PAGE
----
Okay, so there’s something that I’ve noticed in the past few weeks that has come to a head with the launch of Anthem–the idea of being a “critical thinking” is under assault like never before. Now, this is nothing new–politicians often want to sway public opinion. This has been the case in western civilization throughout history so there’s nothing new there. However, when I was in school, both in elementary school and high school, we (as students) were taught look at a situation, a work (literary or entertainment-based), a problem–whatever it was, and analyze it critically. The goal may be different–how to navigate an unfamiliar situation, how look at a non-fiction work to for its educational properties, how to decipher what is the better value, and so on. However, tied into the rise of the idea of “alternative facts” and “fake news” is this idea that social media knows all and is the ultimate arbitor of who you should be and what you should be doing, irregardless if it makes sense for your life. And–if you can’t tell–I’m not okay with this.
They’re called “Influencers” for a Reason!
Now, “marketing” has been a major for in American capitalism since their ascendence in the 1950s (see Madmen), but before social media, the focus was on the product and on the competition. How can we make our product better (or more competitive–which isn’t necessarily the same as better)? How can we show that our product is better than our competitor’s product? How can we increase our market share? Now, however, the marketing departments are targeting the consumer. For instance, Mike Ybarra, an executive for Microsoft, took issue with the critical reviews of Anthem. Okay, we get it. You would like Anthem to be this awesome game that you can then use to promote the X-Box “brand.” However, ignoring the flaws in the game and spending money on an experience that you will probably dislike doesn’t do you, the consumer, any good, while it does help the company’s bottom line. I’m so incensed about this because there’s this idea that that reviews are no longer relevant–they’re old, outdated. You should be watching a “streamer” play the game. I’ve heard this at least twice from two different people in the gaming industry.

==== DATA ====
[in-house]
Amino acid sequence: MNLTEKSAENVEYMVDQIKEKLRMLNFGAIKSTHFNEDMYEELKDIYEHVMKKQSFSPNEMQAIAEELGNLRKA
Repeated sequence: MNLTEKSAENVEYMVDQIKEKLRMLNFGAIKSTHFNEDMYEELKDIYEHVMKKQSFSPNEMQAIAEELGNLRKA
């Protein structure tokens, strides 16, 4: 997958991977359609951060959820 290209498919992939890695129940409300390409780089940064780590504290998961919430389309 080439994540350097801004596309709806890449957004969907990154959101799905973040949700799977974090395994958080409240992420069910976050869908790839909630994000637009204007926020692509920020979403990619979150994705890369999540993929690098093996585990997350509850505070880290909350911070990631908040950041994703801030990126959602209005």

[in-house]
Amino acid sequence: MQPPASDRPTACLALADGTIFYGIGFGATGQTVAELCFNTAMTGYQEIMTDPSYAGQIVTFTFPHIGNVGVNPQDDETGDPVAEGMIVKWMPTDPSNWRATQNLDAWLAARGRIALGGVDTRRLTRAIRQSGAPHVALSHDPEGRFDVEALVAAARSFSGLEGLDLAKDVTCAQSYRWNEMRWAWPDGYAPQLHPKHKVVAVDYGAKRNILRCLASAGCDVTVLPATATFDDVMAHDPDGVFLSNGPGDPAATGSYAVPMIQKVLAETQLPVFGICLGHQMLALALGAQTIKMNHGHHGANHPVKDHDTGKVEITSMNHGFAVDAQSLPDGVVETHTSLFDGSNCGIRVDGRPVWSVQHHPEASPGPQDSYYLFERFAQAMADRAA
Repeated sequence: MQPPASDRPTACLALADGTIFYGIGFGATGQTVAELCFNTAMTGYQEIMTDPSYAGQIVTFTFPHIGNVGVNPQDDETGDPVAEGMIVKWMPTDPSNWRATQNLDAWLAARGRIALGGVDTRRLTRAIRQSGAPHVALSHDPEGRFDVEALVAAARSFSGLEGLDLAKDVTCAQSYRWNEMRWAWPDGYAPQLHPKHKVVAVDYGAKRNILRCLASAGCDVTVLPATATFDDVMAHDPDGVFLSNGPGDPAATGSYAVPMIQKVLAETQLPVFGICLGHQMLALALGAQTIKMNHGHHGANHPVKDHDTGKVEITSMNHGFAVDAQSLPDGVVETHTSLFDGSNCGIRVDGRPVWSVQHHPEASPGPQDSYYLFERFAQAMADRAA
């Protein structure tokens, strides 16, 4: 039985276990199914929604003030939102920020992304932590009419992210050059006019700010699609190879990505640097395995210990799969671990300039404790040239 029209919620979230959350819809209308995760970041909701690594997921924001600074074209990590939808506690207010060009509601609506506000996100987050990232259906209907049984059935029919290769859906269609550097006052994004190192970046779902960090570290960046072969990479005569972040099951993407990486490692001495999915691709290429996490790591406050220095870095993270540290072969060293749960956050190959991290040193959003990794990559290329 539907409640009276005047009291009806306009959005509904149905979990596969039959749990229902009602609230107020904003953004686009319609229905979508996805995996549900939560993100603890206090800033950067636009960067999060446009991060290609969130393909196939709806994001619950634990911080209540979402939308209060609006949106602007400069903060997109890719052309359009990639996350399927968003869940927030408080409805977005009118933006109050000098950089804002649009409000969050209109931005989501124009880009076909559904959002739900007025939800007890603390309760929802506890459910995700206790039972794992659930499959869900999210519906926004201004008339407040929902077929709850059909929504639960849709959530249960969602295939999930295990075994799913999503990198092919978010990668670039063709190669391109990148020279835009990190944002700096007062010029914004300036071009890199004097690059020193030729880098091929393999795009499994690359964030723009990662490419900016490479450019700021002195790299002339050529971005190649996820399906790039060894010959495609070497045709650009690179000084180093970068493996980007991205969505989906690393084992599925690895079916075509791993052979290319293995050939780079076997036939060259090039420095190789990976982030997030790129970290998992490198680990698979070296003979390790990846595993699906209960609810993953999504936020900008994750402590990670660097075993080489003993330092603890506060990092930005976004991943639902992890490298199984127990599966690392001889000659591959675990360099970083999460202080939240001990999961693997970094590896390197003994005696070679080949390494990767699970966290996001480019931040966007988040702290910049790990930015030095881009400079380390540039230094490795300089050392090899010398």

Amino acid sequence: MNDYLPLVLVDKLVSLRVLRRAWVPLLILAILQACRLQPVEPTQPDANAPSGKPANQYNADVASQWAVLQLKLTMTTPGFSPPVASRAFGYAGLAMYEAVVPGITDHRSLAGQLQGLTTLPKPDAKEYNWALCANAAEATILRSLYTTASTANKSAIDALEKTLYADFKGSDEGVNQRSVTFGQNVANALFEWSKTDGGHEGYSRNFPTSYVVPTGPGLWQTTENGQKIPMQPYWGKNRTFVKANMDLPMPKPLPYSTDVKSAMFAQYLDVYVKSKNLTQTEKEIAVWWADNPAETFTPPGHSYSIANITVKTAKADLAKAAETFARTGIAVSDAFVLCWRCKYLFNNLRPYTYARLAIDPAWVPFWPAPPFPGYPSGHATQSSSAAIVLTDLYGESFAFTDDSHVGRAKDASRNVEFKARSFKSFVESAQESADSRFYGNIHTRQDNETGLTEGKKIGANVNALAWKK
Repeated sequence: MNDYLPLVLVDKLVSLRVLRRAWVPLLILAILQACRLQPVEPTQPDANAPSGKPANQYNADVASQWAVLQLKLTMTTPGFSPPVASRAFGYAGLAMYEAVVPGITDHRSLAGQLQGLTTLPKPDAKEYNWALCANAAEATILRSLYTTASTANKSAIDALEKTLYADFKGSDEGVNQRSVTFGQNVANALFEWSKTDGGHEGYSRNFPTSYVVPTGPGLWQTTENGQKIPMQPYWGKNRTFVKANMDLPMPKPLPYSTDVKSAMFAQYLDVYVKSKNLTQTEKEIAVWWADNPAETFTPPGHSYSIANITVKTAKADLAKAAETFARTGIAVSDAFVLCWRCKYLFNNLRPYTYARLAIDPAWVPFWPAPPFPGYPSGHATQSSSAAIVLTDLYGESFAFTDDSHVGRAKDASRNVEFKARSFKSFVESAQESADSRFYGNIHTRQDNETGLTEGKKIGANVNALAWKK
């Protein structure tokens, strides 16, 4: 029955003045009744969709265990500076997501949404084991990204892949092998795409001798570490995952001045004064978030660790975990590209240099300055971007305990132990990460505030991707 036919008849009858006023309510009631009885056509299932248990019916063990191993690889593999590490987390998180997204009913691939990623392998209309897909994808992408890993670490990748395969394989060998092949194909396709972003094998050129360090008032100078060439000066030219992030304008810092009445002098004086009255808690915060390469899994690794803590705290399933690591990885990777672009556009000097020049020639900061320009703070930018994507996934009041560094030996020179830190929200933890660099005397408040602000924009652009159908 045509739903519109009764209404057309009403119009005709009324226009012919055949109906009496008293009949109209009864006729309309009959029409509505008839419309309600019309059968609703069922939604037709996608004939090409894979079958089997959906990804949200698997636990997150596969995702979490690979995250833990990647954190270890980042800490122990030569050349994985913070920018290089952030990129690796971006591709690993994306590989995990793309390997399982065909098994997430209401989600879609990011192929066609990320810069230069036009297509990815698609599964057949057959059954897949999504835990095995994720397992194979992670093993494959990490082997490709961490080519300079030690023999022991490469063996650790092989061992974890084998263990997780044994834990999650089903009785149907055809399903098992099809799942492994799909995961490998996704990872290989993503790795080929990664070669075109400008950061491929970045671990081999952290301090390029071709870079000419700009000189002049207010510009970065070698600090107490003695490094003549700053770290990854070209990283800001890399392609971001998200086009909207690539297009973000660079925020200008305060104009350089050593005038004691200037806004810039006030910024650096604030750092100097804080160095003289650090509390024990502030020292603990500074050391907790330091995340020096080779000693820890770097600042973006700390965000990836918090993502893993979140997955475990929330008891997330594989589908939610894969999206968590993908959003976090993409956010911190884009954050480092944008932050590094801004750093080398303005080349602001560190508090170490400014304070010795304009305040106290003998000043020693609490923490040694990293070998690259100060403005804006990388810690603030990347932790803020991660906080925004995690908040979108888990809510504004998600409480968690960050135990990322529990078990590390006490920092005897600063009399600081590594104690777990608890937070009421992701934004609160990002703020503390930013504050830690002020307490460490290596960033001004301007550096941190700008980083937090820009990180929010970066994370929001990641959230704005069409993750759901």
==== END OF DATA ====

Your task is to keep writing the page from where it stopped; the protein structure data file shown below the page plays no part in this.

No, No, and NO! Reviews are part of the critical conversation that is essential to the critical thinking process. The best reviews provide pros, cons, and context to the piece being reviewed. A streamer (or influencer) plays the game and the company relies on peer pressure to influence your purchasing decision. Look at how much fun this person is having–or if it is like Anthem, see how pretty the game is, surely the problems can’t be that bad. Rather than allowing you to make an educated decision as to whether something is valuable and/or useful to you, they’d rather use the pressure of your peers and the appeal of the product to sway your decision. And I’m not a fan.
Toe-May-Toe or Toe-Mah-Toe, it Still Equals Tomato, Except On YouTube.
Think this isn’t truly the case–then take a look at pretty much any comments section of a YouTube video, especially one where the speaker pronounces a word differently than others. Beta is something that is usually (in America) pronounced as (Bay-Ta), but some people pronounce it (Bee-Ta). However, there’s no room for individuality on the Internet–everyone has an opinion. For the Beta video that I’m referring to, pretty much every third commentor was focusing on the speaker’s pronunciation of Beta–not the actual news story that the Beta. Social media relies on the idea that all the “cool” people are doing this, so you should be doing it too. Don’t like that movie, what’s wrong with you, don’t like that game, you’re so square, love that show, everyone knows its crap–why are you even watching it?
Others can be swayed by this “death-by-peer” mentality forced on us my the various social media platforms, but I value my critical thinking skills and will continue using them. Corporations–want me to buy your product? Give me a good product at a fair price. If that’s too hard, then no amount “hype” from streamers/influencers is going to sway my opinion. Governments–want me to believe you? Show me, not by your words, but by your actions.
A critical review is a thousand times more useful than social media–and I’ll fight tooth-and-claw for my right to continue to exercise my right to think for myself–as much as corporations and governments may hate it.
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